Let me make two points: To all of you who would defend Herr Mathers: would you take seriously a pop music critic who thought that Wings was a better band than the Beatles? A film critic who thought that De Palma was a better film maker than Hitchcock? It's not that Sugar is necessarily a worthless group (its musical template was too good to begin with)...it is that their limited output is rather derivative and lacking in substance and innovation. Second, I realize that Mathers offered a disclaimer at the beginning of the article but this kind of thing must always be read in two ways: The fact that Ian Mathers frames his entire discussion about Husker Du as something that has passed him by (i.e. "that ship sailed when I was seventeen") and that his musical taste has now grown (i.e. "started listening instead to bands which would lead me to where I am now, where hard and fast and loud and fuzzy are occasional diversions, not the staples of my musical diet.") My problem with this article is not the subjective nature of his assessment (although I do think people often hide behind such caveats) but, rather, his rather flippant dismissal of Husker Du as a "fast, loud and fuzzy" band that uses this sonic template to disguise their insubstantial nature (i.e. the diversion versus staple of one's musical diet). For those of us who have been listening to this band for a better part of twenty years, we realize that the music made by Husker Du and other SST bands--beyond the thin and tinny sound (I'm sure Sting's contemporaneous records sounded gorgeous in comparison)--were some of the most essential American underground music made during the Regan years. There is much, much more I could say.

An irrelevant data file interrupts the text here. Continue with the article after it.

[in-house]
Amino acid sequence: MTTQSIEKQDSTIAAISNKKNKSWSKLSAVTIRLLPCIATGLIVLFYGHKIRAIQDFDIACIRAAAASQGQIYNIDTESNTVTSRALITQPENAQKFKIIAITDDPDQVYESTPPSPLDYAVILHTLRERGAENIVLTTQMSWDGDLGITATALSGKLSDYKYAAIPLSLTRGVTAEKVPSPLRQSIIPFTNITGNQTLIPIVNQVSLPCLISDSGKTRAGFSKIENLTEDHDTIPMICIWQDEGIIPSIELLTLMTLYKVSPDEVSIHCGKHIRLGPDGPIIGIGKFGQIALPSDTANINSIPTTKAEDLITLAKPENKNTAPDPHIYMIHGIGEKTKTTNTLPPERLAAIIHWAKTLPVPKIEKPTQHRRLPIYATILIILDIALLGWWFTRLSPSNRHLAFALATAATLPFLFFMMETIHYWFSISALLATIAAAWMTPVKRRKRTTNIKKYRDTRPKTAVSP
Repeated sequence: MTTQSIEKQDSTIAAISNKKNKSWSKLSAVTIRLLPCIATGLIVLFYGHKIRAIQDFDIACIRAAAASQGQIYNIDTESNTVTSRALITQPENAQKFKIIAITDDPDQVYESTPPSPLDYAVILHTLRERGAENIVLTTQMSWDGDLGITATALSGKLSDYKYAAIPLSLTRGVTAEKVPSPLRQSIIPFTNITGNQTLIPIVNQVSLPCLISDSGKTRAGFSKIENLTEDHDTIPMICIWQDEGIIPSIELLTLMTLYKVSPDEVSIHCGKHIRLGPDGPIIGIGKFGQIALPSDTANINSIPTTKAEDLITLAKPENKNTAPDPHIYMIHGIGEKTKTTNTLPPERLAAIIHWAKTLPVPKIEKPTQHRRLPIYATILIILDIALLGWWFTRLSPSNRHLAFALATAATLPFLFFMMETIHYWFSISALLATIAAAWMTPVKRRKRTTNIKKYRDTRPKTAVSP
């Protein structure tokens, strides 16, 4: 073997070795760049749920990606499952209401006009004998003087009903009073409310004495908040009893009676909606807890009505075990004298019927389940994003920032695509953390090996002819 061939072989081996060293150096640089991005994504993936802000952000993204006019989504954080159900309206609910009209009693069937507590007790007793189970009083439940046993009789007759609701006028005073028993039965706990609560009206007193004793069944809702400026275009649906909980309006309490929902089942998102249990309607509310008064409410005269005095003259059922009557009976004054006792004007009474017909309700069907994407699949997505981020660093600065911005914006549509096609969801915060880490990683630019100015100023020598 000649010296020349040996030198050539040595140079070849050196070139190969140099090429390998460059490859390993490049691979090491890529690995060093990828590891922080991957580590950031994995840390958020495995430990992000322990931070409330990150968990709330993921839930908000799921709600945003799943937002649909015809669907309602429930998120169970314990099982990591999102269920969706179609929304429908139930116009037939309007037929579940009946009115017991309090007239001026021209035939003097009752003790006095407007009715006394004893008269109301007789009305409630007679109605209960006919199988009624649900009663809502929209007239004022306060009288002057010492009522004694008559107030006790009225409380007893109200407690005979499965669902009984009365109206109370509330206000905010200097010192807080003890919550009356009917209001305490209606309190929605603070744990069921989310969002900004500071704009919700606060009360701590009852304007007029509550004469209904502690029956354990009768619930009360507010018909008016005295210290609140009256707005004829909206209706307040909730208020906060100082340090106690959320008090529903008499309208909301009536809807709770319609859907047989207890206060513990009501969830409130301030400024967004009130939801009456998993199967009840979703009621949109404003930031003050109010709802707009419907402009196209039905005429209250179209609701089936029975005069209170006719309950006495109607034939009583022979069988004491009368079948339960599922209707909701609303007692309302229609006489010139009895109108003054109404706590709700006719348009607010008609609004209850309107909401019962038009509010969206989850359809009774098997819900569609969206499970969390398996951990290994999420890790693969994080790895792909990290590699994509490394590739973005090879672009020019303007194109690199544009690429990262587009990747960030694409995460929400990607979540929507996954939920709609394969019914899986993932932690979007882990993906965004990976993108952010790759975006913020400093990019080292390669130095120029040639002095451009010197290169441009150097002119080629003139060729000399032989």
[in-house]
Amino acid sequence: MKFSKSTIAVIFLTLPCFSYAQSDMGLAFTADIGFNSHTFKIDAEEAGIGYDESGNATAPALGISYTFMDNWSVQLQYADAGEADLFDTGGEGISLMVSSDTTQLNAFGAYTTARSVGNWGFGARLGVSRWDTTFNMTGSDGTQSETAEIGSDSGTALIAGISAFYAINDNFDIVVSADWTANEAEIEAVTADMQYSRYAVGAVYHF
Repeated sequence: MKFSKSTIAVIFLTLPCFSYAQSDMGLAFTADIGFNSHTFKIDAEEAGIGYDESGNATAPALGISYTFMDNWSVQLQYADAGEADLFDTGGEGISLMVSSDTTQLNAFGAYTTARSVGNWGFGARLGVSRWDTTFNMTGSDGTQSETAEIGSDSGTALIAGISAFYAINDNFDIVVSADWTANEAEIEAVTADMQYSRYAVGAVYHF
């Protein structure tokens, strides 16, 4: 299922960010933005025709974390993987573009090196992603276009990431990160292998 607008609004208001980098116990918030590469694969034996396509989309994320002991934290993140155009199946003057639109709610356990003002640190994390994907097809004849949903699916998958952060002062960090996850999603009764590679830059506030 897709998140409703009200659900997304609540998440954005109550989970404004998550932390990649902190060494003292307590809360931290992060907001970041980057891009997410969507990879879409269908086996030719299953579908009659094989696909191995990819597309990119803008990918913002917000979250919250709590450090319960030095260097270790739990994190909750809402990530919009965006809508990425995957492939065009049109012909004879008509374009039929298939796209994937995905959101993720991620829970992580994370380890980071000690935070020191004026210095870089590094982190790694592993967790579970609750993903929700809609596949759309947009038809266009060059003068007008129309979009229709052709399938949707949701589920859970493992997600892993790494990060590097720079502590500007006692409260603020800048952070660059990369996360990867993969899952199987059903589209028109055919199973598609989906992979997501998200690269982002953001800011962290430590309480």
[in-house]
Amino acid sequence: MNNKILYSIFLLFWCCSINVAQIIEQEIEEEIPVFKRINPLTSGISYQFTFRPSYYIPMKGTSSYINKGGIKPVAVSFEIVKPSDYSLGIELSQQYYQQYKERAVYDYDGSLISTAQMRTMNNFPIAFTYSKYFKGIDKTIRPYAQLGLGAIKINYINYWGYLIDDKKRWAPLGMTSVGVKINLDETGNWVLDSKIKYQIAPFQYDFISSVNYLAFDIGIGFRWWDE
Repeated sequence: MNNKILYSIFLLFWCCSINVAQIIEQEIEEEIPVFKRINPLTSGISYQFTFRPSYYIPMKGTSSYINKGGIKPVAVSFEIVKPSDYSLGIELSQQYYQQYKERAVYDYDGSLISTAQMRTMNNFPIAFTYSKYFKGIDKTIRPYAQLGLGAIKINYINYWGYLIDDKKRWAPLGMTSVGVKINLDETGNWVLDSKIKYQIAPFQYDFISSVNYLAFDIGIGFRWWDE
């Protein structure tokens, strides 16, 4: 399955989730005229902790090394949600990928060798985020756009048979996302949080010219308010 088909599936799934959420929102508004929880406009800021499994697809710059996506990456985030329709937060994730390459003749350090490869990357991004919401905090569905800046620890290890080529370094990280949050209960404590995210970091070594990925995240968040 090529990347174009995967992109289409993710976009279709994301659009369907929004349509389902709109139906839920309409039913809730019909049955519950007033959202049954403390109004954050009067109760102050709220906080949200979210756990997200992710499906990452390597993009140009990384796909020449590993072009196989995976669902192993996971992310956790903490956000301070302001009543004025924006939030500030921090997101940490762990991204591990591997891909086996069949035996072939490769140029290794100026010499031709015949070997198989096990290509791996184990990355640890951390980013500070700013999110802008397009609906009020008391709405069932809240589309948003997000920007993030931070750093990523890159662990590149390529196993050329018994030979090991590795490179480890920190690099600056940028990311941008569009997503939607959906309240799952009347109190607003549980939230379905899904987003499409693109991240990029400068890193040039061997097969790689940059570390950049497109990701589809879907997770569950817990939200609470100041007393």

Posted 06/28/2007 - 02:36:05 PM by AKMoose:
 "that's exactly the problem with most music listeners...music is not something to get over. To care too much about it is impossible for me." I believe this is my favorite thing raskolnikov has ever said.
Posted 06/28/2007 - 04:00:29 PM by terrorist:
 zapruder, if this is what you consider compelling material, i think you're basically waging an unwinnable taste-war yourself
Posted 06/28/2007 - 06:46:49 PM by zapruder:
 Who's anyone to say what "the problem with most music listeners" is? "Caring about music too much" doesn't give anyone a license to call people idiots for listening to different records. That's all I'm saying, with a pixel-enhanced period at the end. Terrorist--my opinion of Mathers' writing is just that, and I've got no war to wage there. My beef is with the creaky notion of there being some kind of indie rock canon, and snubs for anyone who failed to eat a piece of it. Again, aiming to bust out definitive/best/whatever lists is a fun diversion, but it seems to me that "On First Listen" is deliberately placed to fly in the face of that. Ditto "On Second Thought." And please, let's not unpack the "derivative" box. Many millions of boxes spring outta that one, and we'll never be able to fit them all back in. We've all had ships sail on us, and I'd like to think that none of us are "idiots" for it.